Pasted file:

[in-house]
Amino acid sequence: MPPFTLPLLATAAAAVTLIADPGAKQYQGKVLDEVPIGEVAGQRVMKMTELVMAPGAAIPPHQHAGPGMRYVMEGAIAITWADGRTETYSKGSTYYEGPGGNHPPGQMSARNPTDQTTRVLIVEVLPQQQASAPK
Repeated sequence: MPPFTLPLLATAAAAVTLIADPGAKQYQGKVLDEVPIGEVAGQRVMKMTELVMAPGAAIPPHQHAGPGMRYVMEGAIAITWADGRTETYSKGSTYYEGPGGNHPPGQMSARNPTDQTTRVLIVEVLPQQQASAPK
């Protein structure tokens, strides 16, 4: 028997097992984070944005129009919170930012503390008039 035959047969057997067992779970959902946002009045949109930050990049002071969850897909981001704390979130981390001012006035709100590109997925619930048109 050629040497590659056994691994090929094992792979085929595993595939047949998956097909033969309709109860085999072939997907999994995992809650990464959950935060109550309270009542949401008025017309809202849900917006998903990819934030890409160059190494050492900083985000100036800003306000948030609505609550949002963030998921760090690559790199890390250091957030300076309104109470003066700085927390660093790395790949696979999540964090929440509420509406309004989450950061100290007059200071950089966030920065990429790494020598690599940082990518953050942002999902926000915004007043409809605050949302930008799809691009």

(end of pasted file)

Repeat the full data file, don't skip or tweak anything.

[in-house]
Amino acid sequence: MPPFTLPLLATAAAAVTLIADPGAKQYQGKVLDEVPIGEVAGQRVMKMTELVMAPGAAIPPHQHAGPGMRYVMEGAIAITWADGRTETYSKGSTYYEGPGGNHPPGQMSARNPTDQTTRVLIVEVLPQQQASAPK
Repeated sequence: MPPFTLPLLATAAAAVTLIADPGAKQYQGKVLDEVPIGEVAGQRVMKMTELVMAPGAAIPPHQHAGPGMRYVMEGAIAITWADGRTETYSKGSTYYEGPGGNHPPGQMSARNPTDQTTRVLIVEVLPQQQASAPK
């Protein structure tokens, strides 16, 4: 028997097992984070944005129009919170930012503390008039 035959047969057997067992779970959902946002009045949109930050990049002071969850897909981001704390979130981390001012006035709100590109997925619930048109 050629040497590659056994691994090929094992792979085929595993595939047949998956097909033969309709109860085999072939997907999994995992809650990464959950935060109550309270009542949401008025017309809202849900917006998903990819934030890409160059190494050492900083985000100036800003306000948030609505609550949002963030998921760090690559790199890390250091957030300076309104109470003066700085927390660093790395790949696979999540964090929440509420509406309004989450950061100290007059200071950089966030920065990429790494020598690599940082990518953050942002999902926000915004007043409809605050949302930008799809691009």